wanc vibes

In ancient Greece,the heart of the home was
in the kitchen -the fire in the hearth –dedicated to Hestia.
The communal preparation of food, sharing it
and sitting down and eating together
are all time -honoured rituals, that help build communities. Such rituals are the mainstay of wanc.


Here are some yummy recipes we would like to share with you.

Abbey's Wanc Dal

Feeds 50 strapping lasses if served with rice and another veg. dish.

15 mug-fulls of red lentils (they don't need soaking)
Plenty of garlic about 4 heads
An equal amount (in volume) of…
Fresh ginger (It's GOT to be fresh)
Chilli (Fresh or dried, but KNOW YOUR AUDIENCE. It's truly surprising how far a chilli can go, as we have found, and picking them out at the end don't work. If they're hotties like little Bird's Eyes use ten, maximum. Find someone with chilli machismo and get them to
taste a bit. Taking out the seeds is usually a good idea with hot fresh ones.)
About 3 heaped tablespoons of cumin seeds and half a cup of ground coriander, and half
that of whatever you fancy: turmeric, garam masala are good ones
A catering size tin of tinned tomatoes
One tin of vegetarian ghee or vegetable oil (about half a pint, at least)
One bunch of fresh coriander (optional, for those who can't stand it)

First, wash those lentils. Let them soak for a few minutes in a panful of water, then give them a good rub and change the water. Do it three times until the water stays clear. The rule of three is a good one. It's the secret of good rice - if you ever wondered why your basmati rice comes out sticky, you're probably not washing it enough.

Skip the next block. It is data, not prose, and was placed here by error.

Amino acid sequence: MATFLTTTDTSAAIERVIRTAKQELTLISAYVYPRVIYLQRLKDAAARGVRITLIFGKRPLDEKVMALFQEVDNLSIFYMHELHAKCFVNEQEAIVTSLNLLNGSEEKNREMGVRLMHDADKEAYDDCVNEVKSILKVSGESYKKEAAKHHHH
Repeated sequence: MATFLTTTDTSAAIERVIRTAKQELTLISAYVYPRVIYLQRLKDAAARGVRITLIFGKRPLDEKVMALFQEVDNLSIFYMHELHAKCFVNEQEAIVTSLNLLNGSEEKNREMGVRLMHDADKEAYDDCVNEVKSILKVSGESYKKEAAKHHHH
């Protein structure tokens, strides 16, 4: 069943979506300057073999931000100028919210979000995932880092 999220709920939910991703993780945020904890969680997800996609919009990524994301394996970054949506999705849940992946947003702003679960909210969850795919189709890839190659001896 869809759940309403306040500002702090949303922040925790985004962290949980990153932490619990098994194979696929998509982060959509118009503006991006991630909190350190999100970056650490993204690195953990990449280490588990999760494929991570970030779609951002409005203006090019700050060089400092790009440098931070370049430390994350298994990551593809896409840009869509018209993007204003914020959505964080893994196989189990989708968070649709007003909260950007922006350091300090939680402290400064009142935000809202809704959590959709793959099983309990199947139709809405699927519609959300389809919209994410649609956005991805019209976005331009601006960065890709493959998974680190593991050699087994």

Put the lentils in a large pan with about twice their volume of water, and turn the heat up. When they come to the boil, turn the heat down and skim the foam off the top if necessary. Watch out for them boiling over. While the lentils simmer, do the spices.

Peel and grate the ginger and garlic.

In a large saucepan or frying pan, gently heat the ghee or oil.

Add the cumin seeds and, when they sizzle, the ground coriander, the ground/dried chilli and then any other dry spices. Add more oil if you need to stop it drying out. Don't get distracted! Fry very very
gently for about 5 minutes, then add the ginger and garlic (and fresh chilli if you're using it) to the spice paste. Keep the heat low, and cook for another 5 minutes or so.

Add the tomatoes and turn up the heat a bit. Simmer gently for another 5 or 10 minutes.

By now the lentils should be pretty soft. Add the spice mixture to it, with plenty of salt and more water if necessary. Dal can be thick or thin, but you've got to have enough spices for the amount you're making.

Put the whole lot back on the gas ring, and simmer gently,
stirring occasionally to stop it from sticking, until the lentils become a paste. Turn off the heat, check the salt and stir in the coriander.


Scratch's Kenyan Indian Fusion recipe: cheap and very tasty! (honest!)
cumin seeds
green chillies (any amount you want)
My mums secret spice or coriander powder and cumin powder
kidney beans
salt to taste
fresh chopped coriander

Method (no amounts just do as you'd like)
Get oil hot and fry cumin seeds,brown the onions well. Then add garlic ginger and chillies and fry for a bit. Add tomatoes and reduce down a bit. Add spices. Add beans (feel free to add different or more varieties as it is the spice of life!)

Add water to consistency desired (this is where the African Indian fusion comes in) cook for a bit (15 - 20 mins or so) Add salt if you wish. Smother with chopped coriander.

Accompany with rice and people to share with!